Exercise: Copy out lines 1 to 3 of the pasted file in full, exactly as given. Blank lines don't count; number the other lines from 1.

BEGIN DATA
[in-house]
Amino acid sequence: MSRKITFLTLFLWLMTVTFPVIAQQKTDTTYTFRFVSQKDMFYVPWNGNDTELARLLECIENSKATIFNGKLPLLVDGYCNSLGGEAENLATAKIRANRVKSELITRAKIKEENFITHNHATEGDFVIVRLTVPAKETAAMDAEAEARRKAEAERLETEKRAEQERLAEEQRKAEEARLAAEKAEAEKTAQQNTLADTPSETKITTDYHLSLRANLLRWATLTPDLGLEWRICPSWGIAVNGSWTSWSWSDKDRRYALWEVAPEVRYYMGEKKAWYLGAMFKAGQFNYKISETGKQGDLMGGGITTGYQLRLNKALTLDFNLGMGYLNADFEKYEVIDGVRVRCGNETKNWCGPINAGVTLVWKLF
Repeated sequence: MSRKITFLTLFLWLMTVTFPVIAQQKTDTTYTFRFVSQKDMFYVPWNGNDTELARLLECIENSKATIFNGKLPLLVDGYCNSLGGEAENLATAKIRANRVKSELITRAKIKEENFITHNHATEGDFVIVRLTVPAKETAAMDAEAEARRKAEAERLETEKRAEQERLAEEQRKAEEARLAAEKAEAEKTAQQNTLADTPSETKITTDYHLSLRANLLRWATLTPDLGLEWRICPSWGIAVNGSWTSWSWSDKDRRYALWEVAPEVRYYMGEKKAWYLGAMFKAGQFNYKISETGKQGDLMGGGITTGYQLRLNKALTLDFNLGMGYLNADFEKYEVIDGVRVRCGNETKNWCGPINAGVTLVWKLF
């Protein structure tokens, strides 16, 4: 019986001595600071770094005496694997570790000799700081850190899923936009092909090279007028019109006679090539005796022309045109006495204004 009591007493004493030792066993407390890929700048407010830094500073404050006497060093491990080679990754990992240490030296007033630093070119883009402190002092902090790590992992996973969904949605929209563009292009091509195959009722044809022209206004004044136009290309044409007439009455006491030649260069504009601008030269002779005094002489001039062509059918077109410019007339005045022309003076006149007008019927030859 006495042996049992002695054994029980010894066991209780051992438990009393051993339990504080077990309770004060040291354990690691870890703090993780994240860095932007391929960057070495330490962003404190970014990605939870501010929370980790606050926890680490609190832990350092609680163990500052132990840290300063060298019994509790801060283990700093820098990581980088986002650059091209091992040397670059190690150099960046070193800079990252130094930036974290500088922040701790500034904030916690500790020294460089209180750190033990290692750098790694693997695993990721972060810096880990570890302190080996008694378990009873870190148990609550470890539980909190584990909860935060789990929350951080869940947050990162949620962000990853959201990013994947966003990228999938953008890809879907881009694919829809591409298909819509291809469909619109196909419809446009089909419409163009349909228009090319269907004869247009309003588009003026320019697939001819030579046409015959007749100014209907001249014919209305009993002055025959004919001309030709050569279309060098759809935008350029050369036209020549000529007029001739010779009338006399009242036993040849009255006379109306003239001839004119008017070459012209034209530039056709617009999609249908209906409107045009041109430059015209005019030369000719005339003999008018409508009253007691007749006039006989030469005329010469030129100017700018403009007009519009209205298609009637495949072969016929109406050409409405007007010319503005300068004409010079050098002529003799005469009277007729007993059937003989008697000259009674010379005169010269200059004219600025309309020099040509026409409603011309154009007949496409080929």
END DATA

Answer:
[in-house]
Amino acid sequence: MSRKITFLTLFLWLMTVTFPVIAQQKTDTTYTFRFVSQKDMFYVPWNGNDTELARLLECIENSKATIFNGKLPLLVDGYCNSLGGEAENLATAKIRANRVKSELITRAKIKEENFITHNHATEGDFVIVRLTVPAKETAAMDAEAEARRKAEAERLETEKRAEQERLAEEQRKAEEARLAAEKAEAEKTAQQNTLADTPSETKITTDYHLSLRANLLRWATLTPDLGLEWRICPSWGIAVNGSWTSWSWSDKDRRYALWEVAPEVRYYMGEKKAWYLGAMFKAGQFNYKISETGKQGDLMGGGITTGYQLRLNKALTLDFNLGMGYLNADFEKYEVIDGVRVRCGNETKNWCGPINAGVTLVWKLF
Repeated sequence: MSRKITFLTLFLWLMTVTFPVIAQQKTDTTYTFRFVSQKDMFYVPWNGNDTELARLLECIENSKATIFNGKLPLLVDGYCNSLGGEAENLATAKIRANRVKSELITRAKIKEENFITHNHATEGDFVIVRLTVPAKETAAMDAEAEARRKAEAERLETEKRAEQERLAEEQRKAEEARLAAEKAEAEKTAQQNTLADTPSETKITTDYHLSLRANLLRWATLTPDLGLEWRICPSWGIAVNGSWTSWSWSDKDRRYALWEVAPEVRYYMGEKKAWYLGAMFKAGQFNYKISETGKQGDLMGGGITTGYQLRLNKALTLDFNLGMGYLNADFEKYEVIDGVRVRCGNETKNWCGPINAGVTLVWKLF